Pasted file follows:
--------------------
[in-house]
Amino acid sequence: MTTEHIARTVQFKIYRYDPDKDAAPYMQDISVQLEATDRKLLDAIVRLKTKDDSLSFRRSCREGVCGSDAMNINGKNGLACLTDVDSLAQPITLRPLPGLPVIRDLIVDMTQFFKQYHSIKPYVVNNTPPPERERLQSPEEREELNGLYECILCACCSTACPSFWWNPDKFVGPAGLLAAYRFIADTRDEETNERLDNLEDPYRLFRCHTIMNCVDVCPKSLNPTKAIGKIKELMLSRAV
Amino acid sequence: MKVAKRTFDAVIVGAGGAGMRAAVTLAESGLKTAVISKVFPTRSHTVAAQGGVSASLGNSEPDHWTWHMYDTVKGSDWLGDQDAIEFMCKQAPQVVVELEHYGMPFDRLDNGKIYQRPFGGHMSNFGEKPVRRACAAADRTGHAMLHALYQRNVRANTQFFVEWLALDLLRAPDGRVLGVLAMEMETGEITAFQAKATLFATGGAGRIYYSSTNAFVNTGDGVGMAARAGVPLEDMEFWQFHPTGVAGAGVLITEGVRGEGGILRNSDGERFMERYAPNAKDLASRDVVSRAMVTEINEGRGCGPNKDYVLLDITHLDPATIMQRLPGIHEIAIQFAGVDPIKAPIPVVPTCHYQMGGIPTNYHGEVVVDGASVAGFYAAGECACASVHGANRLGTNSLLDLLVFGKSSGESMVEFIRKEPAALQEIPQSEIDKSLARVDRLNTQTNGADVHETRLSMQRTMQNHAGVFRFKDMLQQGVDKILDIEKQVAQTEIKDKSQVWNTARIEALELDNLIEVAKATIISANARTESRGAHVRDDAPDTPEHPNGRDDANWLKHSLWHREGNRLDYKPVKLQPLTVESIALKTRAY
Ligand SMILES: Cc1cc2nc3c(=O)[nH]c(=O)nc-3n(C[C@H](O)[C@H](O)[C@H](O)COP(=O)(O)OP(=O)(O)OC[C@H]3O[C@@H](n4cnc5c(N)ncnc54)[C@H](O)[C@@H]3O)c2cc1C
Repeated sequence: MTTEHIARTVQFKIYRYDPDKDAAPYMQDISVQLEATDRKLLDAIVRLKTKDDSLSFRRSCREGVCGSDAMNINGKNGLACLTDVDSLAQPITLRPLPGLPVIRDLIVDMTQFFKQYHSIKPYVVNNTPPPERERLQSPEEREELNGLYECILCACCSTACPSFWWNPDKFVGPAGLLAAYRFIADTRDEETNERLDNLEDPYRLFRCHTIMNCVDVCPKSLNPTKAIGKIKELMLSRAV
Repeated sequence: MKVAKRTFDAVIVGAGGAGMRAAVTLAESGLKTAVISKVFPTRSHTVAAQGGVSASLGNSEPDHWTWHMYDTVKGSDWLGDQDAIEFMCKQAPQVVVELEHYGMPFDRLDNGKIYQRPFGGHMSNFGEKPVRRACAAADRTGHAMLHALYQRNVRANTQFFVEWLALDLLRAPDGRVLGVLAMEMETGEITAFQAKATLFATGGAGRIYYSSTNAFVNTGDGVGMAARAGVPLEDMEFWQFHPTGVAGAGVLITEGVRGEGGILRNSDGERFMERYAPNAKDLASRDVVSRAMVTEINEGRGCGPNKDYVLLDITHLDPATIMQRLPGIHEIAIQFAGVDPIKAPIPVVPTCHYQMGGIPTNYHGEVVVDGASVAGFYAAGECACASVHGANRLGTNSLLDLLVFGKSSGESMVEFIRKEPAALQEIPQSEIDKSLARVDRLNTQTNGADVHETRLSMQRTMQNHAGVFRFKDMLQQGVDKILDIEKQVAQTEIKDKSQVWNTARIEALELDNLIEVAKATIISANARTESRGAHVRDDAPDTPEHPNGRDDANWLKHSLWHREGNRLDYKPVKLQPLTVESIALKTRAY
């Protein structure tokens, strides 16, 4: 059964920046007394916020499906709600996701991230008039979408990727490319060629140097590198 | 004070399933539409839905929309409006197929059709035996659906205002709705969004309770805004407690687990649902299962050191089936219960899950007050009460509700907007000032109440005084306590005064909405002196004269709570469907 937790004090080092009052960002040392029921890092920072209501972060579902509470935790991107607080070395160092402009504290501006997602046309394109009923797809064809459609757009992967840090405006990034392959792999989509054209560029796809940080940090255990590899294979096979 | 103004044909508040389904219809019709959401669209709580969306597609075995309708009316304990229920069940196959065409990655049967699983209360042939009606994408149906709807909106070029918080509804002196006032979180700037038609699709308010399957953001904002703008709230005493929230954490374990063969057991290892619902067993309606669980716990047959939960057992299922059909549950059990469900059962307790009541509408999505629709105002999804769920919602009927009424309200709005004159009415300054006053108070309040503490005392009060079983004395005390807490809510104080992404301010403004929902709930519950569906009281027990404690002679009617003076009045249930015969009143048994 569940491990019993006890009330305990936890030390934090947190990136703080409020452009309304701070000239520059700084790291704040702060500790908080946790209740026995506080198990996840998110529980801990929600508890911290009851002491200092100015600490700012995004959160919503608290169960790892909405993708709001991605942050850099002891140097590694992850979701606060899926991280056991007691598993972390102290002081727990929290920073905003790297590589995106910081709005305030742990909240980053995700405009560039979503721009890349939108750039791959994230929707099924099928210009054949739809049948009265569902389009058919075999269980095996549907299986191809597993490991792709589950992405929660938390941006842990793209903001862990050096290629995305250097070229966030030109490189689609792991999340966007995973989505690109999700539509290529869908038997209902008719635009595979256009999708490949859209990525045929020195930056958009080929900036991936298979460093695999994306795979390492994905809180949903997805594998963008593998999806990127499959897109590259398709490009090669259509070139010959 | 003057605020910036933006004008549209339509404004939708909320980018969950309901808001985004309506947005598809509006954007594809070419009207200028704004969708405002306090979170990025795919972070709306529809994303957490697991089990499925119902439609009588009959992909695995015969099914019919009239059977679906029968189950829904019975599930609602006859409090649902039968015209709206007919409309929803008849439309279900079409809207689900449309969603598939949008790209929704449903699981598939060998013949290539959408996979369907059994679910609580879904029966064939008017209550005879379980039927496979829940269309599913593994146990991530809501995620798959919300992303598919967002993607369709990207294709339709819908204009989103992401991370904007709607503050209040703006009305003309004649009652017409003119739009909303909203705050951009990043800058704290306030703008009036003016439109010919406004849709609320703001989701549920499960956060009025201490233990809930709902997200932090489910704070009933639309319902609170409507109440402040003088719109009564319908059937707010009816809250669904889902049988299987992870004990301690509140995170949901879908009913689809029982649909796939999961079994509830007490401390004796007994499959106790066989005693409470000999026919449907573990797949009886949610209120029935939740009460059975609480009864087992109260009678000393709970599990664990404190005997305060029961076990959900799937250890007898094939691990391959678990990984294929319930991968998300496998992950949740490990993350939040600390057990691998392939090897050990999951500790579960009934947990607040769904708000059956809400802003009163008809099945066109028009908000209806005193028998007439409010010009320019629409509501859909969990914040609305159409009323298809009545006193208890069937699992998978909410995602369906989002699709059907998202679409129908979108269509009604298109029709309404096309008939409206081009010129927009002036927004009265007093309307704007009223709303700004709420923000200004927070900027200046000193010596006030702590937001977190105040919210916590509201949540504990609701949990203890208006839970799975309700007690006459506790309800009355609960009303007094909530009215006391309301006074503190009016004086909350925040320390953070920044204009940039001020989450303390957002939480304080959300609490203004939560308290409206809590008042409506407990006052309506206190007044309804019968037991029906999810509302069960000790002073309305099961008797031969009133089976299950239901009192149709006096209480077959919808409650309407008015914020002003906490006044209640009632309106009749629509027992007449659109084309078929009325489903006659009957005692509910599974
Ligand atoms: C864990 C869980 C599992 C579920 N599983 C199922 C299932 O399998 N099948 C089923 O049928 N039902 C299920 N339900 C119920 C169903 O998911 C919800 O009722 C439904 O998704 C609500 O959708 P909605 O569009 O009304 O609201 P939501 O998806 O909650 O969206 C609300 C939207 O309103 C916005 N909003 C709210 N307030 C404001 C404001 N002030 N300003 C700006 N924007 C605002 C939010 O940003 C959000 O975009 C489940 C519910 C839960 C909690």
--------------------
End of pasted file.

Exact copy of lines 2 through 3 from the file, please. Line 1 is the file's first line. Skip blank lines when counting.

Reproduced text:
Amino acid sequence: MTTEHIARTVQFKIYRYDPDKDAAPYMQDISVQLEATDRKLLDAIVRLKTKDDSLSFRRSCREGVCGSDAMNINGKNGLACLTDVDSLAQPITLRPLPGLPVIRDLIVDMTQFFKQYHSIKPYVVNNTPPPERERLQSPEEREELNGLYECILCACCSTACPSFWWNPDKFVGPAGLLAAYRFIADTRDEETNERLDNLEDPYRLFRCHTIMNCVDVCPKSLNPTKAIGKIKELMLSRAV
Amino acid sequence: MKVAKRTFDAVIVGAGGAGMRAAVTLAESGLKTAVISKVFPTRSHTVAAQGGVSASLGNSEPDHWTWHMYDTVKGSDWLGDQDAIEFMCKQAPQVVVELEHYGMPFDRLDNGKIYQRPFGGHMSNFGEKPVRRACAAADRTGHAMLHALYQRNVRANTQFFVEWLALDLLRAPDGRVLGVLAMEMETGEITAFQAKATLFATGGAGRIYYSSTNAFVNTGDGVGMAARAGVPLEDMEFWQFHPTGVAGAGVLITEGVRGEGGILRNSDGERFMERYAPNAKDLASRDVVSRAMVTEINEGRGCGPNKDYVLLDITHLDPATIMQRLPGIHEIAIQFAGVDPIKAPIPVVPTCHYQMGGIPTNYHGEVVVDGASVAGFYAAGECACASVHGANRLGTNSLLDLLVFGKSSGESMVEFIRKEPAALQEIPQSEIDKSLARVDRLNTQTNGADVHETRLSMQRTMQNHAGVFRFKDMLQQGVDKILDIEKQVAQTEIKDKSQVWNTARIEALELDNLIEVAKATIISANARTESRGAHVRDDAPDTPEHPNGRDDANWLKHSLWHREGNRLDYKPVKLQPLTVESIALKTRAY